Ralph Nader

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Nader, Ralph

(nā`dər), 1934–, U.S. consumer advocate and political reformer, b. Winsted, Conn. Admitted to the bar in 1958, he practiced law in Connecticut and was a lecturer (1961–63) in history and government at the Univ. of Hartford. In 1965, Nader published Unsafe at Any Speed, a best-selling indictment of the auto industry and its poor safety standards. Largely through his influence, the U.S. Congress passed (1966) a stringent auto safety act. Nader founded (1969) the Center for the Study of Responsive Law, which exposed both corporate irresponsibility and the federal government's failure to enforce regulation of business. He later founded the Center for Auto Safety (with Consumers' UnionConsumers' Union,
product testing and rating organization founded (1936) to provide consumers with information and counsel regarding major retail goods and services. Through its monthly Consumer Reports (circulation c.4.5 million) and its Internet site (c.
..... Click the link for more information.
), Public Citizen, and the U.S. Public Interest Research Group, an umbrella for many other such groups. Briefly a presidential candidate in 1992, Nader since has run as the Green party's candidate in 1996 and 2000 and as an independent in 2004 (endorsed by the Reform party but not the Green party) and 2008. In recent years he has been a severe critic of the power of multinational corporations, as in his books The Good Fight (2004) and In Pursuit of Justice (2004), and also has focused on shareholder rights and corporate management.


See speeches and writings collected in The Ralph Nader Reader (2000); biographies by R. F. Buckhorn (1972), C. McCarry (1972), and P. C. Marcello (2004).

Nader, Ralph

(1934–  ) lawyer, consumer advocate; born in Winsted, Conn. He graduated from Princeton (1955) and Harvard Law School (1958), then established a practice in Hartford. Convinced that automobile injuries were often due to unsafe vehicle design, he wrote Unsafe at Any Speed (1965, rev. 1972), which aroused public interest and led to passage of the 1966 National Traffic and Motor Vehicle Safety Act. He was chiefly responsible for passage of the 1967 Wholesome Meat Act, imposing federal standards on slaughterhouses. His professional associates, known (sometimes derisively) as "Nader's Raiders" published reports on many subjects, including baby food, insecticides, mercury poisoning, radiation dangers, pension reform, and coal-mine safety. He founded the Center for Responsive Law, Public Citizen Inc., and other groups. Idealistic and modest, he became known for spartan personal habits and long workdays. His many books include The Menace of Atomic Energy (1977) and Who's Poisoning America? (1981).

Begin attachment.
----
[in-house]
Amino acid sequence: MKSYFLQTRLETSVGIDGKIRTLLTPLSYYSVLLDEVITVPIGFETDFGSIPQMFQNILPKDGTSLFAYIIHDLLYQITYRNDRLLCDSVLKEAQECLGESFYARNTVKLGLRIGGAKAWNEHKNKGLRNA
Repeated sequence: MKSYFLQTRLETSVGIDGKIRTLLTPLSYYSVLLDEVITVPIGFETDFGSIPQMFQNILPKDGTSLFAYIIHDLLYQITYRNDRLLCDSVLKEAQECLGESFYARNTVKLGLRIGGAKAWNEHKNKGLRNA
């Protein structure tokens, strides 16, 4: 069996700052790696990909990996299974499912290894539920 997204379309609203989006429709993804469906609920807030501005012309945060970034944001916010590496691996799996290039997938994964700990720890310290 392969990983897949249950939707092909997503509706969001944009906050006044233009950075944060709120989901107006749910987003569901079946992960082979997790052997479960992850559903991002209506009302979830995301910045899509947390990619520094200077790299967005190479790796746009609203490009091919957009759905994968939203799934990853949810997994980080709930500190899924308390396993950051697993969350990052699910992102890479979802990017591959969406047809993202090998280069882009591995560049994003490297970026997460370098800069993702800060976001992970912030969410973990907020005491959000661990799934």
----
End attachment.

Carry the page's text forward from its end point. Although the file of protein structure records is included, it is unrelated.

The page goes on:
References in periodicals archive ?
What: Ralph Nader presents: "Unstoppable: A Gathering on Left-Right Convergence"
It is worth noting that venerable environmentalist David Brower, while dying, made it a point to vote for Ralph Nader in 2000 because he realized that the spine of the corporate duopoly must be broken if we want this earth to be protected.
With his typical Lou Gherig approach to civic engagement, Ralph Nader moved relentlessly through the fifty states, dragging along a new legion of twenty-something's, who could barely keep up with his seven decades' sprint, full of righteousAa indignation and a commitment to win votes for a progressive program ignored by the major party candidates.
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2000 vote: Ralph Nader, despite covering his campaign.
Everybody's working hard to get our vote--George Bush, John Kerry, Ralph Nader.
NADER AND LETTERMAN: Independent candidate Ralph Nader couldn't get a seat at the presidential debates, but he'll get some network face time Thursday on CBS' ``The Late Show With David Letterman.
Many Democrats blame Ralph Nader for Gore's loss in 2000.
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US CONSUMER champion Ralph Nader plans to run for the White House again this year.